"Pilate's Wife," like most of the poems in Carol Ann Duffy's collection The World's Wife, retells the story of an important man from history or literature from the perspective of one of his female relatives. In this poem, the speaker is the wife of Pontius Pilate, the Roman governor of Jerusalem who allowed Jesus to be crucified. Famously, Pilate symbolically washed his hands to show that he was done with the whole Jesus business, renouncing any responsibility for Jesus's fate in spite of the fact that he could have stopped the crucifixion with a snap of his fingers. In other words, Pilate was a legendary coward.
As the first stanza shows, Pilate's wife knows that her husband is weak even before the crucifixion—and that his hands have something to do with his weakness. The poem begins with her detailed portrait of Pilate’s “woman’s” hands: “pale, mothy,” and soft, manicured and ineffectual. His nails remind her of seashells from Galilee, an allusion to a sea where Jesus gave sermons that sets the poem in the biblical Middle East.
Through the description of Pilate’s hands, the speaker reveals other character traits she loathes about her husband. He, like his hands, is lazy, effeminate, and theatrical. The speaker shows her husband clapping to summon servants to feed him grapes, suggesting that he is unable to do anything for himself. His soft hands are the result of his laziness and self-indulgence.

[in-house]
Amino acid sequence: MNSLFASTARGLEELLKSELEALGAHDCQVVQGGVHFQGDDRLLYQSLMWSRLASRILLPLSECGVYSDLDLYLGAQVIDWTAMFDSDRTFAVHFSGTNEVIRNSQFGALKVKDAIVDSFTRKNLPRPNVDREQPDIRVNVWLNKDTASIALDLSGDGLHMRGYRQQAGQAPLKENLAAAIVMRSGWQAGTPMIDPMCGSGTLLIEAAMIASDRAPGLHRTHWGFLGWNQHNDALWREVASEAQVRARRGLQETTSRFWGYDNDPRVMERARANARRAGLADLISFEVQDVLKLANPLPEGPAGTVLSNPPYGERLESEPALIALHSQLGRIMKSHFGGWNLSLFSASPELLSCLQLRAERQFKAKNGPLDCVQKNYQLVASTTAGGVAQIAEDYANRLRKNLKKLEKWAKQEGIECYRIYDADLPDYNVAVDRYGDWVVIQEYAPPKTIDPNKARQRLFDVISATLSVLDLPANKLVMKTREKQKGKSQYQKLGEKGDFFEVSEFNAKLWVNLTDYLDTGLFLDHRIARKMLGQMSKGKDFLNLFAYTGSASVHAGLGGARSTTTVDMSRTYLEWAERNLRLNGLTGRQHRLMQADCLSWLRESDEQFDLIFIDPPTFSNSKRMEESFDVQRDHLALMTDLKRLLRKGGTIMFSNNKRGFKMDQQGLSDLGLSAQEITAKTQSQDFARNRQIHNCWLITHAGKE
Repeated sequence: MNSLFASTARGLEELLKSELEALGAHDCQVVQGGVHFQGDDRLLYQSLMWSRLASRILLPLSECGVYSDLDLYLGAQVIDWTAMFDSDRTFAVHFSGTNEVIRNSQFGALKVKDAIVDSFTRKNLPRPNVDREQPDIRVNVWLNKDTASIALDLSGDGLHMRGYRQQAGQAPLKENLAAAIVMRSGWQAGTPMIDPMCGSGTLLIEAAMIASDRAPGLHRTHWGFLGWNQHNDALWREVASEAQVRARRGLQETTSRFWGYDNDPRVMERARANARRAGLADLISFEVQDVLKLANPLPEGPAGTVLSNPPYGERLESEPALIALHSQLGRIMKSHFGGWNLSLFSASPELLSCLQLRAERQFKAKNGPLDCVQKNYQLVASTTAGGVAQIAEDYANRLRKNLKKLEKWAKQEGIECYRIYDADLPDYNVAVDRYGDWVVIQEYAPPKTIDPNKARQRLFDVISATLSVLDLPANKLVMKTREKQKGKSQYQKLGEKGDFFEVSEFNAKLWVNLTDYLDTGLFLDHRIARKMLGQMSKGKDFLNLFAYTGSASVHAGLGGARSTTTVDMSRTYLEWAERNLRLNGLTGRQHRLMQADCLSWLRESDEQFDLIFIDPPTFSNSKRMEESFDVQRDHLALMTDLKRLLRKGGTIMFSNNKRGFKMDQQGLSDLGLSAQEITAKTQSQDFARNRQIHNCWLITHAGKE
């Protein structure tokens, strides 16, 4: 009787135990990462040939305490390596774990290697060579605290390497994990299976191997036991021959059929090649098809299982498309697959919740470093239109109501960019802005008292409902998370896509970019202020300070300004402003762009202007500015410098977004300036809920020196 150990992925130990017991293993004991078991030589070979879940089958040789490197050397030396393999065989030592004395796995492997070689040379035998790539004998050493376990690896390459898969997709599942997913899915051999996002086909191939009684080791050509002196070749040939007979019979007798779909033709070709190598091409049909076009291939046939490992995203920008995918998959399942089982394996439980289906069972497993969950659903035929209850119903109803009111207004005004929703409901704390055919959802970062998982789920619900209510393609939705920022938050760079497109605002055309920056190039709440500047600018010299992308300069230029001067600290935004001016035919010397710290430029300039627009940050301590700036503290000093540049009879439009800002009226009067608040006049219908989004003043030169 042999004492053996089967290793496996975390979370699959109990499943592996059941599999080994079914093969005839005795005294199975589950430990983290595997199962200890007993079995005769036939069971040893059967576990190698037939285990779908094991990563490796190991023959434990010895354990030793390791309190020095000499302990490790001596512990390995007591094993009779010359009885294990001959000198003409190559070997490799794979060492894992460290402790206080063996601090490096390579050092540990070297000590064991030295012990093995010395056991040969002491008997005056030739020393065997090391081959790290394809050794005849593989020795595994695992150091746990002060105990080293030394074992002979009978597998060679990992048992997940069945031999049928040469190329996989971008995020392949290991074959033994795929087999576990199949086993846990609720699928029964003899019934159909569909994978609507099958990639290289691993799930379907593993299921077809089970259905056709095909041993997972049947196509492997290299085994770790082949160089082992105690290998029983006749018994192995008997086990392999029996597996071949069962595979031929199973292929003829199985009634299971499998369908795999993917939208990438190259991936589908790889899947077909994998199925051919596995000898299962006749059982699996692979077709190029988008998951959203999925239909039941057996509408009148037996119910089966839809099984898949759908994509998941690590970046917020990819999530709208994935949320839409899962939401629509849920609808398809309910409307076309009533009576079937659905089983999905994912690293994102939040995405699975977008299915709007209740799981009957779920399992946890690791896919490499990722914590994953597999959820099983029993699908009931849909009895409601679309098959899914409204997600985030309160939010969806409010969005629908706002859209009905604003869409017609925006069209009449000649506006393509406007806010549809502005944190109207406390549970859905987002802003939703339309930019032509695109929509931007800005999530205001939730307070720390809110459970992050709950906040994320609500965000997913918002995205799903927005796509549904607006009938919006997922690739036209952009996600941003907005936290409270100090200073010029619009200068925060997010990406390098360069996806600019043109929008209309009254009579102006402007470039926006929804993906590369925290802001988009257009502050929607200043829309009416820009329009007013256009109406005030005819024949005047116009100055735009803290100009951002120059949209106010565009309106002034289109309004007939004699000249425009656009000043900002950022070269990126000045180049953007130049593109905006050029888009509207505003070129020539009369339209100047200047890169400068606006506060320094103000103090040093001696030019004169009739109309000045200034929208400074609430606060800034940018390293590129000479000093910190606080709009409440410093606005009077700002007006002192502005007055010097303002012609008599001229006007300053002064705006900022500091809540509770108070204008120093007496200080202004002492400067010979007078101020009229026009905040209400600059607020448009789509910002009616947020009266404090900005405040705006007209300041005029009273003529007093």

The speaker explains that she not only resents her husband for his idleness, she also finds him sexually unappealing. His touch makes her “flinch.” This suggests that she was forced to marry Pilate against her will. Right from the start, then, readers understand that this speaker is living in a bad time and place to be a woman: an era in which women might have very little say over whom they married.
Besides foreshadowing Pilate's fateful hand-washing, the speaker's focus on hands shows that Pilate is wealthy, pampered, and powerful, with a safe and comfortable position in society.
Pilate's wife will tell her story in free verse: poetry without a regular rhyme scheme or meter. This choice makes the poem feel casual and confessional, as if she's whispering her story into the reader's ear rather than writing a formal composition.
However, this free verse is also compressed into regular quatrains (or four-line stanzas) with roughly even line lengths—a regularity that subtly hints this opinionated speaker might be constrained by her circumstances. As readers will soon see, her constraints will have serious consequences.